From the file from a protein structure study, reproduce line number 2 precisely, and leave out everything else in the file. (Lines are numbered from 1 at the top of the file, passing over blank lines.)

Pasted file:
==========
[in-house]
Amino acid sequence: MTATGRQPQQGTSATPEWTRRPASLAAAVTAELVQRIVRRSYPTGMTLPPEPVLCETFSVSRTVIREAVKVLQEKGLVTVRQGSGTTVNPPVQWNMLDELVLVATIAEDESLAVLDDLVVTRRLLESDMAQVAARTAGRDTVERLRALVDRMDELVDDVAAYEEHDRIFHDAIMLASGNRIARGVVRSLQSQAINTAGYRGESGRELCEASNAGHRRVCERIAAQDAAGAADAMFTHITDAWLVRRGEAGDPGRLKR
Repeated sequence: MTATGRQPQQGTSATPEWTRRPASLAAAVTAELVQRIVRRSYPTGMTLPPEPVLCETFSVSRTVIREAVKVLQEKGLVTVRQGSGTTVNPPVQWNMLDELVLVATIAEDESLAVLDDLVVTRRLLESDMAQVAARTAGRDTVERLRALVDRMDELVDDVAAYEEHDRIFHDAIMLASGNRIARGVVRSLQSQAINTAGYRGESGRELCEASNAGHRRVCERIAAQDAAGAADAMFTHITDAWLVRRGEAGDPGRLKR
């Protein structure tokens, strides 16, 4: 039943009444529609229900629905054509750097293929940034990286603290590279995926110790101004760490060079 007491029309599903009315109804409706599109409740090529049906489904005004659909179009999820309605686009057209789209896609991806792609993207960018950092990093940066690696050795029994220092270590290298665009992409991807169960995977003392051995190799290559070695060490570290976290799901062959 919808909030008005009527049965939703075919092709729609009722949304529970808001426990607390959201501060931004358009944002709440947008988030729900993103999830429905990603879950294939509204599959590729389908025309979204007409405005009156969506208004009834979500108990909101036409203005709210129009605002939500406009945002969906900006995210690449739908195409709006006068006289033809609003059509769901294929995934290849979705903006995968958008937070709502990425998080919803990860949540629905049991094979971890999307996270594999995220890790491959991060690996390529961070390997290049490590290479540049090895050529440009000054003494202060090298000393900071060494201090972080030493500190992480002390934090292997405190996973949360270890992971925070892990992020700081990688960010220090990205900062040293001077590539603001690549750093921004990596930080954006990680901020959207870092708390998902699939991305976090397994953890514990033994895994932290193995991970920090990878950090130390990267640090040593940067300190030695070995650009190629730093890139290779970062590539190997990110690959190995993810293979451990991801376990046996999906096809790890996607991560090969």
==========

Amino acid sequence: MTATGRQPQQGTSATPEWTRRPASLAAAVTAELVQRIVRRSYPTGMTLPPEPVLCETFSVSRTVIREAVKVLQEKGLVTVRQGSGTTVNPPVQWNMLDELVLVATIAEDESLAVLDDLVVTRRLLESDMAQVAARTAGRDTVERLRALVDRMDELVDDVAAYEEHDRIFHDAIMLASGNRIARGVVRSLQSQAINTAGYRGESGRELCEASNAGHRRVCERIAAQDAAGAADAMFTHITDAWLVRRGEAGDPGRLKR